The injections were a nightly ritual, followed by a morning visit back to the clinic to draw blood and see how things were progressing. Once they knew my levels, I'd get a call telling me if I needed to adjust the dosage. We carried on this way for about a week until they instructed me to inject the trigger shot. Essentially, the trigger shot helps the eggs mature just before your scheduled retrieval. Next, we scheduled my retrieval and hoped for the best.
If you’re going through this and feeling nervous about this part, don’t. The retrieval process was honestly the easiest bit of the entire process. I was put under for the procedure, which only lasted about 15 minutes, and woke up in a recovery room. I don’t remember anything after counting down from 10 and didn’t feel any pain, aside from some light cramping afterwards. I went home feeling a little woozy from the drugs and took a nap, happy to have it behind us and hopeful that the outcome would be good.
Overall, the entire process of IVF is invasive, uncomfortable and painful. My stomach was sore and mottled with pinpricks and bruises, not to mention the bloating you get from the hormones. Time-wise, it's an enormous commitment, between the nightly injections and the daily doctors visits. On top of it all, the stress that you're doing things right, that your body will cooperate, that it will all work. Even though it's all for a good cause, it's a rough road and I have a newfound respect for all the women I personally know who have endured it.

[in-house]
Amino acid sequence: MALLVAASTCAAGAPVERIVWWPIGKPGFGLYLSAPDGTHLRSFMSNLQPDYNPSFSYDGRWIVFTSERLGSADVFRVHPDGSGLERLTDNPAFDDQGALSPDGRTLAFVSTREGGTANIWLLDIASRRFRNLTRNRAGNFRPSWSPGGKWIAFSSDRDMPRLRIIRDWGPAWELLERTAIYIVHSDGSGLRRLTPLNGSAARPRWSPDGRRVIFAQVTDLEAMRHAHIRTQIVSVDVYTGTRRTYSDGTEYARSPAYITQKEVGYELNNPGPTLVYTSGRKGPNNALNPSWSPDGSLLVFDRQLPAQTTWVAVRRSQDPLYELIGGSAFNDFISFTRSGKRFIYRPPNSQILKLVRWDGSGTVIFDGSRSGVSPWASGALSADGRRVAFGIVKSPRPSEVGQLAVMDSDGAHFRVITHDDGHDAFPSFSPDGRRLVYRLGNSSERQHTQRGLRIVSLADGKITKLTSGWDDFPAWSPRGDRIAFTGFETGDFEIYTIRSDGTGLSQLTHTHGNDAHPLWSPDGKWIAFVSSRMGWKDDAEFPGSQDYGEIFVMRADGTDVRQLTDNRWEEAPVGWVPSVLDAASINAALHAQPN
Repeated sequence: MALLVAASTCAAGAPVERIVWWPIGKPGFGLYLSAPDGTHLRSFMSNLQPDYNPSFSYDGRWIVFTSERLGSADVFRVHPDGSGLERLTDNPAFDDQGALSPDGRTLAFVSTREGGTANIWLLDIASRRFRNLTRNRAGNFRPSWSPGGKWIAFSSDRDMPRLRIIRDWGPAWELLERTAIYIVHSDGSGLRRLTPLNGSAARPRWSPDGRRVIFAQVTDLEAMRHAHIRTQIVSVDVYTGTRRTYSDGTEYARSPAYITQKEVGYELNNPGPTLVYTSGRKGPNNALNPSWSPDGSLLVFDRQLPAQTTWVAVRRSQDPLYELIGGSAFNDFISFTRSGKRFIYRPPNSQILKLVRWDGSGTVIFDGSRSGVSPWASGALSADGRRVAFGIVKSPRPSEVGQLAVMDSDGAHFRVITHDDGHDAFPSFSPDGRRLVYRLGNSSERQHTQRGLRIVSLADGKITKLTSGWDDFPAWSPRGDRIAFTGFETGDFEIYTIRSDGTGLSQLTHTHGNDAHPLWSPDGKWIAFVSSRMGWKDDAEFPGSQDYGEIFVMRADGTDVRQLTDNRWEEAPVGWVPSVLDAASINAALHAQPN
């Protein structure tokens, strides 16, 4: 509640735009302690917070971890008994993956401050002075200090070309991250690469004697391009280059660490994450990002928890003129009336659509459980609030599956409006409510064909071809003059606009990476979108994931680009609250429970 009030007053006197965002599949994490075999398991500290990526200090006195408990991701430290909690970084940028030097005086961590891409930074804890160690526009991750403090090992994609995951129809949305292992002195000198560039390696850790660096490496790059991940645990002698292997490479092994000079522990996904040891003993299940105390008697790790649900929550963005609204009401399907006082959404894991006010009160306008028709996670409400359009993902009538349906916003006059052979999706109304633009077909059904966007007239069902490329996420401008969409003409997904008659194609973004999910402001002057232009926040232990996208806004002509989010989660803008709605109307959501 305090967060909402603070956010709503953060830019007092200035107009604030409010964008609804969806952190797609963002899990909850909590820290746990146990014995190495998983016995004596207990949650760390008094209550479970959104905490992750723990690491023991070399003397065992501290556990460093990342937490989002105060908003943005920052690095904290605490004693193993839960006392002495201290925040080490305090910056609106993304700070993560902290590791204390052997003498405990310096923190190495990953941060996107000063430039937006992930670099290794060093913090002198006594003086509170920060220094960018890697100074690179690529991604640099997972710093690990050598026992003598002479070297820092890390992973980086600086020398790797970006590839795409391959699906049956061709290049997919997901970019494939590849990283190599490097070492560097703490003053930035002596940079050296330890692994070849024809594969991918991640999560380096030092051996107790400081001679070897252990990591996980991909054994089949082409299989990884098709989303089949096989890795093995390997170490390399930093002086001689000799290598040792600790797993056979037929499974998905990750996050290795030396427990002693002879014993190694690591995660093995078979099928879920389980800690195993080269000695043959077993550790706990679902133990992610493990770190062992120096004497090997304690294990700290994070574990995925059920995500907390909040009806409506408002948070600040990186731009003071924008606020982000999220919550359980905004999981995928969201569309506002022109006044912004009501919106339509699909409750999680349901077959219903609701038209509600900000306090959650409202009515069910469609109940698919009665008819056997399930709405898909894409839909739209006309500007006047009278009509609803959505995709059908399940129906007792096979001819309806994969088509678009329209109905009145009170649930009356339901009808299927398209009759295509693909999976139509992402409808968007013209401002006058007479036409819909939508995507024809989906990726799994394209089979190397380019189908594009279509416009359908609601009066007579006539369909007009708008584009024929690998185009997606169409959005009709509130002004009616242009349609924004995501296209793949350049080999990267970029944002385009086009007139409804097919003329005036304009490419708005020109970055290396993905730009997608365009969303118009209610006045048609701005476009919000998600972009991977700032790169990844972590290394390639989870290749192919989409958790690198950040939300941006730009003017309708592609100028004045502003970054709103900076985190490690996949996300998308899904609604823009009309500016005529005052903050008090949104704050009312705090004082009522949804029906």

The truth is, we're lucky IVF was even an option for us financially. IVF, under any circumstances (meaning due to a cancer diagnosis or not), is not covered by our insurance. At all. Even with a "cancer discount program" offered through our clinic, the costs were outrageous and something we hadn't budgeted for. It breaks my heart that there might be someone in my position who couldn't afford IVF and has to put aside their dreams of having a family. There are lots of things about our healthcare system that need to change, but being able to have a family shouldn't be a privilege, especially if an unforeseen diagnosis changes what your body may or may not be capable of.
Ultimately, our hope is that this experience is an insurance policy, and nothing more. That when I'm through with treatment and my body starts to recover, things will begin to normalize. But just in case, I'm on a drug called Lupron that puts my body into a temporary menopausal state, essentially putting my ovaries and eggs in hibernation. The thinking is if they aren't actively producing anything, they can't be damaged by chemo. There's no guarantee it will work and Lupron comes with it's own host of fun side effects (hello, hot flashes), but I'm grateful it's available to me and crossing my fingers it does what it's designed to do.
We won't know what the outcome of any of this is for awhile; whether we're able to have another child naturally, or if we need to use our frozen eggs and whether any of those might lead to a viable pregnancy. We feel blessed to have a healthy, happy child and hope one day we might have another. For now, we're focusing on my happened, I was planning to be pregnant around now, but instead I'm halfway through an aggressive chemotherapy journey, with a long road ahead. Life has a funny way of surprising you.
So, that's my unexpected experience with IVF, which feels like a distant memory at this point. Somewhere, my eggs are cooling, waiting for whatever comes next and every day I'll be crossing my fingers and toes that when the dust settles, my body will recover and heal itself, and maybe one day, however long from now, I'll be waking up in the middle of the night to feed a baby, instead of from medically induced hot flashes.